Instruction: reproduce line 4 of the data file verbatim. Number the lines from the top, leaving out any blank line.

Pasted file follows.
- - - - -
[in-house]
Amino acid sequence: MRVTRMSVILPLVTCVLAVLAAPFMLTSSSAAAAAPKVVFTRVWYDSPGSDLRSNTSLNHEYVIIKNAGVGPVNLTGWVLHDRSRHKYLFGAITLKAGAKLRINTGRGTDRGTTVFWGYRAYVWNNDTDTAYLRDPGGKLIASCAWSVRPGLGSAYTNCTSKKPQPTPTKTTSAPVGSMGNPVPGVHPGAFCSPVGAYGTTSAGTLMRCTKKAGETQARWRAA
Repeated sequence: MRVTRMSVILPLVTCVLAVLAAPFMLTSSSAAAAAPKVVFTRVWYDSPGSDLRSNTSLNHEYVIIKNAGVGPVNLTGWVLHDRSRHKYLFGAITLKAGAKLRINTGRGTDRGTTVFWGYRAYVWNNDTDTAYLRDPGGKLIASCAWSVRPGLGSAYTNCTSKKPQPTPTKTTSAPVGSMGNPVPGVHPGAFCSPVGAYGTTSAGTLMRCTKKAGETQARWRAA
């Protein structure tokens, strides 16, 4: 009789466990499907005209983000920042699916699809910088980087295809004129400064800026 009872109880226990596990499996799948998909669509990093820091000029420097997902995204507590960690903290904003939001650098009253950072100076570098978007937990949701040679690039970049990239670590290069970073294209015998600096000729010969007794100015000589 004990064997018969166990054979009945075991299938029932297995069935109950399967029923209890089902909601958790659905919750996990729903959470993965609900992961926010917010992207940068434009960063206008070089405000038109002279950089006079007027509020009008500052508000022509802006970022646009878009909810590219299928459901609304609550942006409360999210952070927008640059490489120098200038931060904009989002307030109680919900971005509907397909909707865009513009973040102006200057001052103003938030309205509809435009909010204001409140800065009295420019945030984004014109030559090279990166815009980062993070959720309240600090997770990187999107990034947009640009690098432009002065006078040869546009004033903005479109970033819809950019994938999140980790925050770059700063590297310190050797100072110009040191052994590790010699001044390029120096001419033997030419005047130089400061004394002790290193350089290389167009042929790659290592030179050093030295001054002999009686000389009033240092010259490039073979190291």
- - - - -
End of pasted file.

């Protein structure tokens, strides 16, 4: 009789466990499907005209983000920042699916699809910088980087295809004129400064800026 009872109880226990596990499996799948998909669509990093820091000029420097997902995204507590960690903290904003939001650098009253950072100076570098978007937990949701040679690039970049990239670590290069970073294209015998600096000729010969007794100015000589 004990064997018969166990054979009945075991299938029932297995069935109950399967029923209890089902909601958790659905919750996990729903959470993965609900992961926010917010992207940068434009960063206008070089405000038109002279950089006079007027509020009008500052508000022509802006970022646009878009909810590219299928459901609304609550942006409360999210952070927008640059490489120098200038931060904009989002307030109680919900971005509907397909909707865009513009973040102006200057001052103003938030309205509809435009909010204001409140800065009295420019945030984004014109030559090279990166815009980062993070959720309240600090997770990187999107990034947009640009690098432009002065006078040869546009004033903005479109970033819809950019994938999140980790925050770059700063590297310190050797100072110009040191052994590790010699001044390029120096001419033997030419005047130089400061004394002790290193350089290389167009042929790659290592030179050093030295001054002999009686000389009033240092010259490039073979190291």